Queen Elizabeth II arrives at St George’s Chapel, Windsor Castle, Windsor, England, Saturday April 17, 2021, for the funeral of Prince Philip. Prince Philip died April 9 at the age of 99 after 73 years of marriage to Britain’s Queen Elizabeth II. (Victoria Jones/Pool via AP)

Queen Elizabeth II arrives at St George’s Chapel, Windsor Castle, Windsor, England, Saturday April 17, 2021, for the funeral of Prince Philip. Prince Philip died April 9 at the age of 99 after 73 years of marriage to Britain’s Queen Elizabeth II. (Victoria Jones/Pool via AP)

LETTER: The royals got it right as they said goodbye to Prince Philip

Other COVID-hot countries could learn from England, says Bernie Smith

To the Editor,

Nobody has ever referred to me as a maniacal monarchist, having spent many moons considering media obsession with vicissitudes at Buckingham Palace as completely overblown and frequently worthy of ridicule. However, the Windsor family deserves admiration for how Prince Philip’s funeral was handled last weekend.

They set an example and stuck to England’s protocol of COVID-19 restrictions with only 30 people allowed at a funeral; discouraging the British public from gathering in masses as would be normal for such an occasion.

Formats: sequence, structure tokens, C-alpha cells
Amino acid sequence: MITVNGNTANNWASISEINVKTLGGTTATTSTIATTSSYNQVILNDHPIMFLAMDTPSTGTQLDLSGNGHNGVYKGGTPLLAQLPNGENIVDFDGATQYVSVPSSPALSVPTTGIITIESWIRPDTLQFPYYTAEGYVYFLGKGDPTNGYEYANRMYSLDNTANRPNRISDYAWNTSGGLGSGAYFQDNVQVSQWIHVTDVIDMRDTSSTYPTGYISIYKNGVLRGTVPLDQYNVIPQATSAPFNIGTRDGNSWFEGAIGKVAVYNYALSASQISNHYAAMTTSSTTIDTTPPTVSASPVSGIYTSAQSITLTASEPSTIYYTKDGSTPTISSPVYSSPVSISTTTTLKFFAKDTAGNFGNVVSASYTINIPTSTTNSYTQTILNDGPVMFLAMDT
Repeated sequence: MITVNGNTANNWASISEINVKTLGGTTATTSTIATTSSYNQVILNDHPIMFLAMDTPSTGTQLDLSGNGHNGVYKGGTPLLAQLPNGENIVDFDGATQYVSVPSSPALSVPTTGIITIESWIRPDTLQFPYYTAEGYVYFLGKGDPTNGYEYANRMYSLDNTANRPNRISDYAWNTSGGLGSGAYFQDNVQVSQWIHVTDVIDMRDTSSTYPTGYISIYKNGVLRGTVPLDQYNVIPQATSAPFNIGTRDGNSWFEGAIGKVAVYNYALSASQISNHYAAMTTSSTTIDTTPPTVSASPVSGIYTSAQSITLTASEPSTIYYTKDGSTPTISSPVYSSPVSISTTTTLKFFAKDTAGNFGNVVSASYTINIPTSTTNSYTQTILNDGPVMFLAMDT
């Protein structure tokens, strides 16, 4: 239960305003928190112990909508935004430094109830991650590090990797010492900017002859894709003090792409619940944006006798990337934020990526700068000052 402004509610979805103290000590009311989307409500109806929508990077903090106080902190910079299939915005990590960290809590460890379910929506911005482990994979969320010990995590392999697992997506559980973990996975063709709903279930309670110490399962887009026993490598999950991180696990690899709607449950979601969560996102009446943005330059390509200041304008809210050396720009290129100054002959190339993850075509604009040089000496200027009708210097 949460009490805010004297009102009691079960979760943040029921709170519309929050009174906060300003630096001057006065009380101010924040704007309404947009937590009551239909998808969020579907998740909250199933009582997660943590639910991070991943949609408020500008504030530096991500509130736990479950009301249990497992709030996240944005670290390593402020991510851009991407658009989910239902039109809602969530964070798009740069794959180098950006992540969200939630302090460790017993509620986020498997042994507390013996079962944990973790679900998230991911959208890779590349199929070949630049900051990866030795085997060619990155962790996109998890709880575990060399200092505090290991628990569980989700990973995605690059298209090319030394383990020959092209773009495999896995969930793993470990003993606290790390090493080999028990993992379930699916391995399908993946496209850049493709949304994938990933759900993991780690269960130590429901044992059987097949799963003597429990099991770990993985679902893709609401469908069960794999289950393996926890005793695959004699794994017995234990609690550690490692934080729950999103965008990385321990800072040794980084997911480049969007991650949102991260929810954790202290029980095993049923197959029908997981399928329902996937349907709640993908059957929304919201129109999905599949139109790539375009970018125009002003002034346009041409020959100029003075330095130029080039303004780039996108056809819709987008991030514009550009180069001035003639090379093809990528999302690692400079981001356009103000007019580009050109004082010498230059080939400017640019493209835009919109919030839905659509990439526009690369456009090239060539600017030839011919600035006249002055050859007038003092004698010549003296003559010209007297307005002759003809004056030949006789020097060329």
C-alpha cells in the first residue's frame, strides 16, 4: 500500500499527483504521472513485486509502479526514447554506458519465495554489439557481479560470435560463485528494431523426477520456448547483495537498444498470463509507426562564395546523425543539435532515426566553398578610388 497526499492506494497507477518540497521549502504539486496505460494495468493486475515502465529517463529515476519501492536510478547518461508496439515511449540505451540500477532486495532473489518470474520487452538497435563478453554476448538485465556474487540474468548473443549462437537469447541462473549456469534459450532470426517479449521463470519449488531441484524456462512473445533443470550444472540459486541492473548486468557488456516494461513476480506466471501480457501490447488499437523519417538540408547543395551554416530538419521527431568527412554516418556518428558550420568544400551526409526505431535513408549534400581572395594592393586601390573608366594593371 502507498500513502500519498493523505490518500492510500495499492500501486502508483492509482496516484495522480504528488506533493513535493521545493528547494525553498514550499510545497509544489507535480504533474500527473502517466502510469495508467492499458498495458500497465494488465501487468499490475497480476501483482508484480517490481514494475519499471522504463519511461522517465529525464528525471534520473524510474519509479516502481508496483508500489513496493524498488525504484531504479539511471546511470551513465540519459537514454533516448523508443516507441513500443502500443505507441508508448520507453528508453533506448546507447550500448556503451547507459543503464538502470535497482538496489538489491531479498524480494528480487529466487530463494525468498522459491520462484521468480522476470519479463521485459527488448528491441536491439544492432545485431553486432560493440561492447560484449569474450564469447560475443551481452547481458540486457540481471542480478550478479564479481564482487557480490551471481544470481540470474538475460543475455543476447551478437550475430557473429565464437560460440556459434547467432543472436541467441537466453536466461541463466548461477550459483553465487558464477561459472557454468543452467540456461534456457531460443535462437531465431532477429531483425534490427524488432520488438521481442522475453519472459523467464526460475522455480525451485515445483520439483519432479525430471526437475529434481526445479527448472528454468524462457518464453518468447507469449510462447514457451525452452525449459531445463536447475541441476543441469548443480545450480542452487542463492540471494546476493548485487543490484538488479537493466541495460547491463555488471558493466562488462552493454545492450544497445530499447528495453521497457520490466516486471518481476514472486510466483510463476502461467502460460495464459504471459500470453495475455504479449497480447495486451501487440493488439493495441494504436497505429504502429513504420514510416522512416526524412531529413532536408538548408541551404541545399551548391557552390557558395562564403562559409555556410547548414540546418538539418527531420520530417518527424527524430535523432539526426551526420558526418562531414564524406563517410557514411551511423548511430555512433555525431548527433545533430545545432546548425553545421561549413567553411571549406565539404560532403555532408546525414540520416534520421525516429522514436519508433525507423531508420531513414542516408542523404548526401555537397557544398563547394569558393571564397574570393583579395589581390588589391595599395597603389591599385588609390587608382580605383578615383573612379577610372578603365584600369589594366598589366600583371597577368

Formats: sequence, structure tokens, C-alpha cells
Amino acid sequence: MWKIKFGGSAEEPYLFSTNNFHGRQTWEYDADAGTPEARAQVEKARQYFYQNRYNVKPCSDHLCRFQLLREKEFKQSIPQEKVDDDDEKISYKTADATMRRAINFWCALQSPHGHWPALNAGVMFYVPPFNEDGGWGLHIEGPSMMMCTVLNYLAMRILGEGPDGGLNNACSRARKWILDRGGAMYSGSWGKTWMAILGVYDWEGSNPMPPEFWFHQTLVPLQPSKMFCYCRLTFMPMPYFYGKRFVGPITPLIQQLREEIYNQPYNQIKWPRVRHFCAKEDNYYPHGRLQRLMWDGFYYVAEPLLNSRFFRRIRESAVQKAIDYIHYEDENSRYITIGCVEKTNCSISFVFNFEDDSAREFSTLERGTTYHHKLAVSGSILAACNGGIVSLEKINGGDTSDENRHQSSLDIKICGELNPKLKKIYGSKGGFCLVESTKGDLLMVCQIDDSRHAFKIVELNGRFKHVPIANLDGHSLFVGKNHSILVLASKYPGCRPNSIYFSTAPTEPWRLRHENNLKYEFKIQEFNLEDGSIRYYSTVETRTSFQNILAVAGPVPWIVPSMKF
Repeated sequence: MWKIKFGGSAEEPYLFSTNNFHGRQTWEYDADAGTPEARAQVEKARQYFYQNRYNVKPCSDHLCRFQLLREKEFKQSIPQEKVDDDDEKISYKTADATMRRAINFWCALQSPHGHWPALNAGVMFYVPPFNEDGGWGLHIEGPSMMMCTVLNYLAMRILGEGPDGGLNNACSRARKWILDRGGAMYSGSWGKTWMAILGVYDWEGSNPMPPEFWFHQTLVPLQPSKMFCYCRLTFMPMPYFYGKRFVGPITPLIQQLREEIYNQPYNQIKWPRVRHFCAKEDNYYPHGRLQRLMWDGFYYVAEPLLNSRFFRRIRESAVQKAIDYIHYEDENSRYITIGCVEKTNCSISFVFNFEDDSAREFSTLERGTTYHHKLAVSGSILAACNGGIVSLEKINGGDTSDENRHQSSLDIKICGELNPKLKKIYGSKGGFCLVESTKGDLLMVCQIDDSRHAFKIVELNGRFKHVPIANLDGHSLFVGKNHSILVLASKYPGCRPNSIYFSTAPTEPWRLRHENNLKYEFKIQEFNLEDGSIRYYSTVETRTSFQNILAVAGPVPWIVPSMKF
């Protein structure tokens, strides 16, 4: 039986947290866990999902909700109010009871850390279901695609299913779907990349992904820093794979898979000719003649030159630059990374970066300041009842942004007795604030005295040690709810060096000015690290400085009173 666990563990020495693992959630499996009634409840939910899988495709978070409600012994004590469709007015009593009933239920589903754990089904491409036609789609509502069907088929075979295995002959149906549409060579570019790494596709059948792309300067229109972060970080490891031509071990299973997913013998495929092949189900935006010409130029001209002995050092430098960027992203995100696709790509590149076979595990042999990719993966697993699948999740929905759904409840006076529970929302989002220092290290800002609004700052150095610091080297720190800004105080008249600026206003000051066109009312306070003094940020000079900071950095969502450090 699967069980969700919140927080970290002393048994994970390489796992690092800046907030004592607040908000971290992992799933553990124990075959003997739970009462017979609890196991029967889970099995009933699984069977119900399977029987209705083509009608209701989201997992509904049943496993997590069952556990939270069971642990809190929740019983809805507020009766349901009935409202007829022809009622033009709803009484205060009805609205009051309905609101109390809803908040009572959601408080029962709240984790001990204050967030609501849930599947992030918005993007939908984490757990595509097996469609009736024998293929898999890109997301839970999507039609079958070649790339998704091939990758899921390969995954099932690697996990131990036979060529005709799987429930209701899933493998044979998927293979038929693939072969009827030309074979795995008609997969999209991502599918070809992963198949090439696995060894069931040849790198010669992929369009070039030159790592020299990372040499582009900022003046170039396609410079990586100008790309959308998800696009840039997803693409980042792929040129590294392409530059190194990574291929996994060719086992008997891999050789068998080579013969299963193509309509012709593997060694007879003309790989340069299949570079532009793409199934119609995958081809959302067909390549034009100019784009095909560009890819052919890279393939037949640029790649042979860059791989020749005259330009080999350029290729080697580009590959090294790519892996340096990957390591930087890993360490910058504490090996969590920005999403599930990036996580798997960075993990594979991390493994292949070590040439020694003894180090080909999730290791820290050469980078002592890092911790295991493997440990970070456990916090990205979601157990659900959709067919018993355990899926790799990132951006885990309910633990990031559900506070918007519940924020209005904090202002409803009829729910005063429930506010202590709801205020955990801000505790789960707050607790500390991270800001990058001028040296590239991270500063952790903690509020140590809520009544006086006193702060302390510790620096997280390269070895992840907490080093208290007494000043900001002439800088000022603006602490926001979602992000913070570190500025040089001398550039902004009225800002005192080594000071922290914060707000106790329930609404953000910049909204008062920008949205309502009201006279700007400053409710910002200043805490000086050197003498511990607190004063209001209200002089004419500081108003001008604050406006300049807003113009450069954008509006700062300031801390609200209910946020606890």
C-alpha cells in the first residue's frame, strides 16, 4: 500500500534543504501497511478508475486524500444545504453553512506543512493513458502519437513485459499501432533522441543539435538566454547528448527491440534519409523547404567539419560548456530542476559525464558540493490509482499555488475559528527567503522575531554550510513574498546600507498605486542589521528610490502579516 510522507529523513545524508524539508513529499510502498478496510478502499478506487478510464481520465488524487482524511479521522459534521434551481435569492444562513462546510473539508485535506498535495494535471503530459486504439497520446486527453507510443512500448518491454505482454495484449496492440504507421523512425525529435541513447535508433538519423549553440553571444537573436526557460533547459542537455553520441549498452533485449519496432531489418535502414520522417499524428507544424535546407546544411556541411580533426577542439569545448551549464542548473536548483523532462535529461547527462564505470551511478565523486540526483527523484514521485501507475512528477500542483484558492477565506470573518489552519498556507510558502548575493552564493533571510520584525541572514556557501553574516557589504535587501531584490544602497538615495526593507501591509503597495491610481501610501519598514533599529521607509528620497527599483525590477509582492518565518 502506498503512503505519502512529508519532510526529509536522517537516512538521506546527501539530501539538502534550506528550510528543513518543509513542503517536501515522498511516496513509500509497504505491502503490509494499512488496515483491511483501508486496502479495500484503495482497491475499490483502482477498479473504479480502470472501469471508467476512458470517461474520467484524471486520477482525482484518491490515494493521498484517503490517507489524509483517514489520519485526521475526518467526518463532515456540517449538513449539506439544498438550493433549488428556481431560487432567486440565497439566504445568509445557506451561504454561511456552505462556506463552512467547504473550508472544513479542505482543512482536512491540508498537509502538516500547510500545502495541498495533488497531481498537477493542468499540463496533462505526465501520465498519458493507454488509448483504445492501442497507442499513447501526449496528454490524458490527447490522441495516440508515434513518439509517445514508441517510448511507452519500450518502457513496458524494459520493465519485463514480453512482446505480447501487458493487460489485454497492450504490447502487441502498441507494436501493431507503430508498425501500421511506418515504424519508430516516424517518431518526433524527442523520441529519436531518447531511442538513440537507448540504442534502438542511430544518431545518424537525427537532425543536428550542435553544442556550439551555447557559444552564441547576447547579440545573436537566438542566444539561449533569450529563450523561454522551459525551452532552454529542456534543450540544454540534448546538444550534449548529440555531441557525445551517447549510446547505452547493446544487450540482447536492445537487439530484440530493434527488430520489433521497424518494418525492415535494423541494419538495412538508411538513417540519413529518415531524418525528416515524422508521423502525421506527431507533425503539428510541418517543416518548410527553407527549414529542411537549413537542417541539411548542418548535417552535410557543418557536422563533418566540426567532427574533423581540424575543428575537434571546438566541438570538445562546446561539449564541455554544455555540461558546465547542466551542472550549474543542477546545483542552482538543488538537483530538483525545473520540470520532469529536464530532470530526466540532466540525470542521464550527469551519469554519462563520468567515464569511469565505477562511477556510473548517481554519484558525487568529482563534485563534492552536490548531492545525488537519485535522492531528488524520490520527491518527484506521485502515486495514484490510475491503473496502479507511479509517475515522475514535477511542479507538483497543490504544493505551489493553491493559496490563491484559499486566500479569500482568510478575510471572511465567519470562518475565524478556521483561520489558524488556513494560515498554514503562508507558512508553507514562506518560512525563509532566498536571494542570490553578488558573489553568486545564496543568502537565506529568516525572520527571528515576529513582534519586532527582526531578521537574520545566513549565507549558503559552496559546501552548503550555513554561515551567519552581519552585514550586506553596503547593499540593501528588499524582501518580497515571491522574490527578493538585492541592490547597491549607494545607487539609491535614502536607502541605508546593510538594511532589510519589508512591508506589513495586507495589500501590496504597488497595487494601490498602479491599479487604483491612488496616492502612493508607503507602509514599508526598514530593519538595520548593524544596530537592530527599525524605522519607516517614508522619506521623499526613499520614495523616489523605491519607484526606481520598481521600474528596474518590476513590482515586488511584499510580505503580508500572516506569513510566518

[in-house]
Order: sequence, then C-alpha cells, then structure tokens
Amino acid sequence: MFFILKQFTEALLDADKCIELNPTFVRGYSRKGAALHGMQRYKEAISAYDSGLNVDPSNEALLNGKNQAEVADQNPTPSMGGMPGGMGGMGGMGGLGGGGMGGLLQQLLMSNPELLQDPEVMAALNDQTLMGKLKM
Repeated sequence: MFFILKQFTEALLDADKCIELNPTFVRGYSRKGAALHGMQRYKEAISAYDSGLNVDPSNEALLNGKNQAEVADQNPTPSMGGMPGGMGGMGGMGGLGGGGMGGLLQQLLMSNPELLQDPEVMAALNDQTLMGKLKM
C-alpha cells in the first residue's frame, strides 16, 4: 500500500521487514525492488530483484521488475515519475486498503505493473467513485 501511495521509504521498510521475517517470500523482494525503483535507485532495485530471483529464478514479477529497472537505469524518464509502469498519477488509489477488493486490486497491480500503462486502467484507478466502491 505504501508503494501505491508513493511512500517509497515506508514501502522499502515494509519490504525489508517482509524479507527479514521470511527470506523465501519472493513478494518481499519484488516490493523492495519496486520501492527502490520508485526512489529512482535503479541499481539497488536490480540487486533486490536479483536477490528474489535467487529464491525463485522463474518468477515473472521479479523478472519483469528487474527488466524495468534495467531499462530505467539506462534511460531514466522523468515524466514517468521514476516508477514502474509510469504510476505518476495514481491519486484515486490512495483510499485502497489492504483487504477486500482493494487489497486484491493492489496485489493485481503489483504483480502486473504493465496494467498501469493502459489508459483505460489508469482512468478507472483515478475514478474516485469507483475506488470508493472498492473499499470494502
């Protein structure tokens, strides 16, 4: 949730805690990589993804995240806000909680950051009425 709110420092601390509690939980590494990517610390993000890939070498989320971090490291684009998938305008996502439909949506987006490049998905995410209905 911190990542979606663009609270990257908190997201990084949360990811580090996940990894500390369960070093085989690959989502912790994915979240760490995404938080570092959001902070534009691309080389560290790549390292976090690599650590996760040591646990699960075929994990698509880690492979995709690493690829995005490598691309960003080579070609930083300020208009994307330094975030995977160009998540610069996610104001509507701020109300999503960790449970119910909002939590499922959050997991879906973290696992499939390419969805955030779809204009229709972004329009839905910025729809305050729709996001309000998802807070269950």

I didn’t watch the funeral on live television, but caught reports of it on newscasts as well as other stories that day. Namely, huge numbers of new COVID-19 cases and deaths sweeping across India coinciding with the religious festival of Kumbh Mela, which lasts for two months when devotees travel to Haridwar to bathe in the Ganges River.

More than three million people participated in one day last week, all believing that a dip in the holy river will cleanse their sins and bring salvation, and at the weekend India’s daily COVID count topped 200,000 for the first time. No apparent restrictions from governments in the sub-continent, where huge election rallies are also being held with Prime Minister Narendra Modi leading the campaign in West Bengal.

The sun came out in Canada last week, and social distancing was forgotten as beaches filled in several locations around B.C. at the weekend. Not quite on the scale that was seen in Haridwar, but still alarming to view on television when variants are running wild in many provinces, causing authorities to reinstate some restrictions not seen since the first wave.

Throughout the pandemic many Canadians have looked across our southern border with that familiar smugness indicating a silent superiority over our neighbours, but Canada is now registering more cases per million population than the U.S. With only 22 percent of Canadians having received their first inoculation, the variants are outpacing vaccination rates. All these serve as timely reminders that no country in the world is safe until all countries are fully vaccinated.

Bernie Smith,

Parksville

Royal family

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